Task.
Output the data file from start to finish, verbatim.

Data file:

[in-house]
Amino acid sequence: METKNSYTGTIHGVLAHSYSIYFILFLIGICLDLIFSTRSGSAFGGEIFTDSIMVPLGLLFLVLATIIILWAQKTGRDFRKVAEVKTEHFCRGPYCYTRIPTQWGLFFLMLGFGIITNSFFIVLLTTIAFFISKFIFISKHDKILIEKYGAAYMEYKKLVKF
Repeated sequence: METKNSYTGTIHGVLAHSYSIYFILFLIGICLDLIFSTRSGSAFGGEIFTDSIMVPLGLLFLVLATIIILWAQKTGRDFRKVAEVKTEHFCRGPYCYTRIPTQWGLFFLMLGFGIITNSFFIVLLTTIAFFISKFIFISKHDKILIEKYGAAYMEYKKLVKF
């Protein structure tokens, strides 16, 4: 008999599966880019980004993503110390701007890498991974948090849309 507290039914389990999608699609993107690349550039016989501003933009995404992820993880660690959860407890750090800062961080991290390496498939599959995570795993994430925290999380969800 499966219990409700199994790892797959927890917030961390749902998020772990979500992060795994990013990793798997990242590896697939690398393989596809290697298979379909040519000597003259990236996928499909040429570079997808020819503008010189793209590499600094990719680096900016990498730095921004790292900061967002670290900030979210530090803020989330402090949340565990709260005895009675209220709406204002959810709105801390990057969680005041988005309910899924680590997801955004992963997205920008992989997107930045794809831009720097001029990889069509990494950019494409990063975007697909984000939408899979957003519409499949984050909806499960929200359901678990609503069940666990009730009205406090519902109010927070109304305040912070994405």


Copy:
[in-house]
Amino acid sequence: METKNSYTGTIHGVLAHSYSIYFILFLIGICLDLIFSTRSGSAFGGEIFTDSIMVPLGLLFLVLATIIILWAQKTGRDFRKVAEVKTEHFCRGPYCYTRIPTQWGLFFLMLGFGIITNSFFIVLLTTIAFFISKFIFISKHDKILIEKYGAAYMEYKKLVKF
Repeated sequence: METKNSYTGTIHGVLAHSYSIYFILFLIGICLDLIFSTRSGSAFGGEIFTDSIMVPLGLLFLVLATIIILWAQKTGRDFRKVAEVKTEHFCRGPYCYTRIPTQWGLFFLMLGFGIITNSFFIVLLTTIAFFISKFIFISKHDKILIEKYGAAYMEYKKLVKF
């Protein structure tokens, strides 16, 4: 008999599966880019980004993503110390701007890498991974948090849309 507290039914389990999608699609993107690349550039016989501003933009995404992820993880660690959860407890750090800062961080991290390496498939599959995570795993994430925290999380969800 499966219990409700199994790892797959927890917030961390749902998020772990979500992060795994990013990793798997990242590896697939690398393989596809290697298979379909040519000597003259990236996928499909040429570079997808020819503008010189793209590499600094990719680096900016990498730095921004790292900061967002670290900030979210530090803020989330402090949340565990709260005895009675209220709406204002959810709105801390990057969680005041988005309910899924680590997801955004992963997205920008992989997107930045794809831009720097001029990889069509990494950019494409990063975007697909984000939408899979957003519409499949984050909806499960929200359901678990609503069940666990009730009205406090519902109010927070109304305040912070994405």